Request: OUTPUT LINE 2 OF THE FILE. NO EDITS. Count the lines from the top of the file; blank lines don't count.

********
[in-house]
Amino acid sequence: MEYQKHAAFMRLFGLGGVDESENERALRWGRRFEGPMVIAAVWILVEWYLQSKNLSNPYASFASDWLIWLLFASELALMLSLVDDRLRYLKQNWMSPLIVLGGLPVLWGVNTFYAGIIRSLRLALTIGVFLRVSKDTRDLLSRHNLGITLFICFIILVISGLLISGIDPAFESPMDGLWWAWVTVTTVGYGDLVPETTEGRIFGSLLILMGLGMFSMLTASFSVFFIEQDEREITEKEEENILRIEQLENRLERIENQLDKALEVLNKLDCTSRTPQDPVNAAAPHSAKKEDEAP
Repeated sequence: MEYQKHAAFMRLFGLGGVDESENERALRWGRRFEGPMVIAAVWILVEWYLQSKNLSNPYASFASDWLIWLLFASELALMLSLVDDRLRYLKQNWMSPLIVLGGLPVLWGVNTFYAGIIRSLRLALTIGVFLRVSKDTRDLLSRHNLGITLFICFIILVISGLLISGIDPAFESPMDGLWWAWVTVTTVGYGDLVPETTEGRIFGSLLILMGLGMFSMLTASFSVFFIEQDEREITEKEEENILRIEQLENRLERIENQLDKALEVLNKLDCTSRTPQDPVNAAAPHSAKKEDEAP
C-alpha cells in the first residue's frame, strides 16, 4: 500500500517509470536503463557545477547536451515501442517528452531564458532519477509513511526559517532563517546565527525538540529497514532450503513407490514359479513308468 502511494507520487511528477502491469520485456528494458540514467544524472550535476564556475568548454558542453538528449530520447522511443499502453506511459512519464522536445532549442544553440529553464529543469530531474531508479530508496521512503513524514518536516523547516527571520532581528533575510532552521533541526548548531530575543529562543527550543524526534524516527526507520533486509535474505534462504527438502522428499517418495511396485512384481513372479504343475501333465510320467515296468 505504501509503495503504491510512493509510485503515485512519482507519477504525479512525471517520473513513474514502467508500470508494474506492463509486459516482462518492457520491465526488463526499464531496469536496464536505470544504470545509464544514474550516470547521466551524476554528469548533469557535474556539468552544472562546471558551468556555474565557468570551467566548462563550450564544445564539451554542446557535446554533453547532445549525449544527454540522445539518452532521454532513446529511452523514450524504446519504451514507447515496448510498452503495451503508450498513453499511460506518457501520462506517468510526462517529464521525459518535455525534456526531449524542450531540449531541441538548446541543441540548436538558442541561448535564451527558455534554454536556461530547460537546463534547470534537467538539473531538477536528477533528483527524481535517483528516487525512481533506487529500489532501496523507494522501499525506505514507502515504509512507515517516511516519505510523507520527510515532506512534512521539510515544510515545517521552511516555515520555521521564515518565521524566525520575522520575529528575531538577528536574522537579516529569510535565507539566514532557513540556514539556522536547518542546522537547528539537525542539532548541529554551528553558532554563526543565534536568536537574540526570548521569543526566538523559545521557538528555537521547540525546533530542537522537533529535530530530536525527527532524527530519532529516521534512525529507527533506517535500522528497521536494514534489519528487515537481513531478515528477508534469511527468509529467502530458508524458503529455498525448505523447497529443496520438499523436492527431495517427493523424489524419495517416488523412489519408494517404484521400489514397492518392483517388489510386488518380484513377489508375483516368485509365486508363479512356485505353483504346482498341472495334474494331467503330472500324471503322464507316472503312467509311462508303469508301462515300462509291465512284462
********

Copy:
Amino acid sequence: MEYQKHAAFMRLFGLGGVDESENERALRWGRRFEGPMVIAAVWILVEWYLQSKNLSNPYASFASDWLIWLLFASELALMLSLVDDRLRYLKQNWMSPLIVLGGLPVLWGVNTFYAGIIRSLRLALTIGVFLRVSKDTRDLLSRHNLGITLFICFIILVISGLLISGIDPAFESPMDGLWWAWVTVTTVGYGDLVPETTEGRIFGSLLILMGLGMFSMLTASFSVFFIEQDEREITEKEEENILRIEQLENRLERIENQLDKALEVLNKLDCTSRTPQDPVNAAAPHSAKKEDEAP